Guest blogger and creator of ‘Sunny spells and shattered showers‘ Fiona Kennedy shares her own experience of talk therapy and talks about how it taught her how to cope with all that comes her way.
I recently came to the end of a therapeutic relationship that spanned just over six years. I can quite honestly put my hand on my heart and say that that relationship has changed my life more than I ever thought was possible.
When I first met Therapist (as she is known on my blog), I was severely depressed, anxious, and totally isolated. I had moved to the town I still live in just a few years previously, and had found it incredibly hard to settle in and make friends. Despite being married and having a gorgeous baby boy, I was heartbreakingly lonely and pretty much at the end of my rope.
The funny thing is, I had tried therapy before, on three separate occasions. I had had a series of sessions with three therapists, none of whom I particularly clicked with, and all of whom left me feeling worse than when I started. So when I met this woman, I was incredibly cynical and resistant to the whole process. This time was different though. I don’t know why, or what that difference was, but for the first time I felt that someone really got me. I felt safe with her.
As the years progressed, and we dealt with episode after episode of progressively worsening depression, it became apparent that there was something bigger going on. I was referred to psychiatric services in Galway, and back in 2013 spent five weeks as an inpatient during what was my worst episode to date. There was a lot of trial and error with medication, and various diagnoses were discussed. Eventually there was agreement – borderline personality disorder. This has led to a whole world of complications, the majority of which I’m still working to get my head around. While I’ve now finished with Therapist, I’m still engaged with psychiatric services, and am waiting to start a programme of dialectical behavioural therapy (DBT), which is the treatment of choice for borderline.
Throughout all of the upheaval and chaos of the last few years, all the failed efforts with medication, the many, many crises, Therapist has been my lifeline. She has never once judged me, or made me feel inadequate. She has listened, she has empathised, and most importantly, she has understood. Back when I first started seeing her, I honestly felt like I had no one else to talk to. I was so locked in to myself that I couldn’t speak to my husband or family about how I was feeling because I didn’t understand how I was feeling, and I had no friends that I trusted enough to talk to. She was there at a time that I felt truly alone, and she remained there, right up until last month, when it became apparent we had come as far as we could together.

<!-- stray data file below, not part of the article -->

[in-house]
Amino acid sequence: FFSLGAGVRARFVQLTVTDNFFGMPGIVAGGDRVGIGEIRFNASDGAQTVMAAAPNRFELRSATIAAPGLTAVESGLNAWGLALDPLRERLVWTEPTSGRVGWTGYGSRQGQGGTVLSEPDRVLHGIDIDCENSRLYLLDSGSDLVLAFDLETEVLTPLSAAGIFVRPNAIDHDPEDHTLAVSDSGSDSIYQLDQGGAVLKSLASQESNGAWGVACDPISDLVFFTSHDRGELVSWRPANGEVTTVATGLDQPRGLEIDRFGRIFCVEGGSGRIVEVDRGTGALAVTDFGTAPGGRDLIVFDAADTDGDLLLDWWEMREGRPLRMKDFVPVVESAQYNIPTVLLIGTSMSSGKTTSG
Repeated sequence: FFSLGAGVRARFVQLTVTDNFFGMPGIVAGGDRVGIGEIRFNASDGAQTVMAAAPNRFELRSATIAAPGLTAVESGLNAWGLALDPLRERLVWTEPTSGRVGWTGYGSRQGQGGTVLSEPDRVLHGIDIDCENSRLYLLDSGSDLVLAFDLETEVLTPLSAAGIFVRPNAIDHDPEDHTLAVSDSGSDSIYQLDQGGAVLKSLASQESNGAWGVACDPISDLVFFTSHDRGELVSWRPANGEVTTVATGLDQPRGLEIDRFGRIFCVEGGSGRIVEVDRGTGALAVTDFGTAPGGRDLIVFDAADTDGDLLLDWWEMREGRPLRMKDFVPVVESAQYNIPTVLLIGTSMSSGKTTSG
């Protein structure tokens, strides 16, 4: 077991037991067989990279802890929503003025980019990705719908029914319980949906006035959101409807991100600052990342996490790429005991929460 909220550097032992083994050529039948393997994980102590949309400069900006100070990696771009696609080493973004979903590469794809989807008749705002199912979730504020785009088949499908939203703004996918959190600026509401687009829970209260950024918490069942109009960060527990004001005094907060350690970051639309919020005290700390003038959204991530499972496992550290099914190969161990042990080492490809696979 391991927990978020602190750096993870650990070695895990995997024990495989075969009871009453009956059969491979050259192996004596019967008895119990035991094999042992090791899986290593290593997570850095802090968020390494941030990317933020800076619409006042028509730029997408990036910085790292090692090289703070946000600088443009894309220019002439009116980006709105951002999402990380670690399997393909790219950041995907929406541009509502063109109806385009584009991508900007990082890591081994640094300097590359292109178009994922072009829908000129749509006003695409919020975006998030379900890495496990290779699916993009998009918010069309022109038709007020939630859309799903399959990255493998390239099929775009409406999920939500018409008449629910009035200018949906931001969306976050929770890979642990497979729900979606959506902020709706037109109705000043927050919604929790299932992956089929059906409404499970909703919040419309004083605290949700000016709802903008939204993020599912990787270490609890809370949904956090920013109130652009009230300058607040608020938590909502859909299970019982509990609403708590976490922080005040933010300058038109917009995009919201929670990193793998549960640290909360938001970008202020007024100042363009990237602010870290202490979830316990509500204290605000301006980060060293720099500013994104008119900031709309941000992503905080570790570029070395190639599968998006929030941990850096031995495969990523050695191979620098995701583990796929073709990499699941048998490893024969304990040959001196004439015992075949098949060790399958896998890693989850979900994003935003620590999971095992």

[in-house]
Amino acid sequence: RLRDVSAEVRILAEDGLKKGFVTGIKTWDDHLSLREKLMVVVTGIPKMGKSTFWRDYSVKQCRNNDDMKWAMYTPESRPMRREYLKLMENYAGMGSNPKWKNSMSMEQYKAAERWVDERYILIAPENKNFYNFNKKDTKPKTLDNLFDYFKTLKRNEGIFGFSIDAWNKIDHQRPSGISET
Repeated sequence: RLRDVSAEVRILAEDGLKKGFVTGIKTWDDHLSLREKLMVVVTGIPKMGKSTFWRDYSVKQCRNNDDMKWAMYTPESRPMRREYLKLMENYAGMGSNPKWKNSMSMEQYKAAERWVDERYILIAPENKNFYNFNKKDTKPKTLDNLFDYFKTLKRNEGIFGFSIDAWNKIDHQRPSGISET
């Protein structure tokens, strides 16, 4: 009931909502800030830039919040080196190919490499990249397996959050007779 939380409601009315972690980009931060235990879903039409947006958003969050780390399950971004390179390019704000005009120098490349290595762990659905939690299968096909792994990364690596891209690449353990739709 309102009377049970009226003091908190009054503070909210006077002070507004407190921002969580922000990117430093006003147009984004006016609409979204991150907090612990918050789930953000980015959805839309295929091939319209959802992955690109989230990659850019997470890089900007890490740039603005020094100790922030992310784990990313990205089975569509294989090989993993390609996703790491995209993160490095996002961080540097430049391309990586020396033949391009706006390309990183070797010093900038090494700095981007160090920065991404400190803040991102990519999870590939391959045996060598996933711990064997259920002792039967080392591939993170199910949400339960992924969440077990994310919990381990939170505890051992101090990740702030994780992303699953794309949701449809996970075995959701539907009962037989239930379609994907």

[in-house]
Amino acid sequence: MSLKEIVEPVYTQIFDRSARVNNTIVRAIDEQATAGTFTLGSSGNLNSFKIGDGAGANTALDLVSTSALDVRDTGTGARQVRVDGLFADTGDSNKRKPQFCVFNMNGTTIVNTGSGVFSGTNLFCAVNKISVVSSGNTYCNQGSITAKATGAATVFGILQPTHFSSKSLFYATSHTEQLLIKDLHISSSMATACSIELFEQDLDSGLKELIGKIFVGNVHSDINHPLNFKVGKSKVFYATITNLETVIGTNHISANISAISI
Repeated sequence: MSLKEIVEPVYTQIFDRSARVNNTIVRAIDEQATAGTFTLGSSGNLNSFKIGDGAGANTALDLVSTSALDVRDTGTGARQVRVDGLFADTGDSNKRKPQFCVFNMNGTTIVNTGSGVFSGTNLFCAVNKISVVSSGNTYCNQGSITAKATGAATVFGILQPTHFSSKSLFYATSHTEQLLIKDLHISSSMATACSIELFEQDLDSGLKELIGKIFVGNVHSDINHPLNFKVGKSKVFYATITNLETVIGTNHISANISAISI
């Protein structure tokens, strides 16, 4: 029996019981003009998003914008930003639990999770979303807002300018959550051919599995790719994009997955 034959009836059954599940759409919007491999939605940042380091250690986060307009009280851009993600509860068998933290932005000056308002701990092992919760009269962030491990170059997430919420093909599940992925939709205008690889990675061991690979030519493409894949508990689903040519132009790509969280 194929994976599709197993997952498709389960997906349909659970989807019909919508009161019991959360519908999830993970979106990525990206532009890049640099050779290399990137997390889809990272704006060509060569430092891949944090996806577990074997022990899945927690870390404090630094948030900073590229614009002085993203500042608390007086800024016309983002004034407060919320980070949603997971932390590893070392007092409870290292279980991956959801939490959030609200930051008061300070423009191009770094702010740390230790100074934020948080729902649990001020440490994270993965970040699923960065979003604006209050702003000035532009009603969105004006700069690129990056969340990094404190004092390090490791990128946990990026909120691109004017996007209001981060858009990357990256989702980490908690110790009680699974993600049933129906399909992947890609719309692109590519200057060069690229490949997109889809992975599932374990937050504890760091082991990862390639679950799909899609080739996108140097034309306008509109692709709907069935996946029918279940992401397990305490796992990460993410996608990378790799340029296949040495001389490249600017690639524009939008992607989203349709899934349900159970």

I am a completely different person to the scared and lonely girl who walked into her office all those years ago. She helped me get to a place where I could go out and find the wonderful friends I now have in my life. She believed in me, so much so that I started to believe in myself. While I’m still very much prone to anxiety and depression, I have much more of a handle on it now, and know what I need to do to keep myself well. I’m also able to recognise (most of the time anyway), when I’ve gone beyond the point of managing the situation myself, and need extra help.
Just a few weeks ago, I had a particularly bad day. I was overwhelmed, had completely lost perspective, and left my house in an extremely bad state. A few years ago, I would have driven to the nearest quiet spot and had my meltdown in private, or else called Therapist in desperation. On that particular day though, I went to see a friend. She made me tea, plied me with chocolate, hugged me, listened, and eventually made me laugh. She didn’t change the situation, she couldn’t, but just the simple fact of her presence was enough.
Much and all as I didn’t want to finish the relationship with Therapist, I don’t need her any more, not the way I used to. She has helped me move into a place where I can help myself. I remember once, years ago, she told me that her job was to make herself redundant. At the time I couldn’t imagine a future without her, and even now, that thought will scare me when things get tough. But if nothing else, she taught me that I can cope, and I do cope, no matter how tough things get.
Therapy can be challenging, frustrating, terrifying and heartbreaking, occasionally all at the same time. But there is no doubt in my mind that without it, without the connection I made with Therapist and the support she so willingly gave, I wouldn’t be here today. I may not need her any more, but I will always remember and be grateful to her.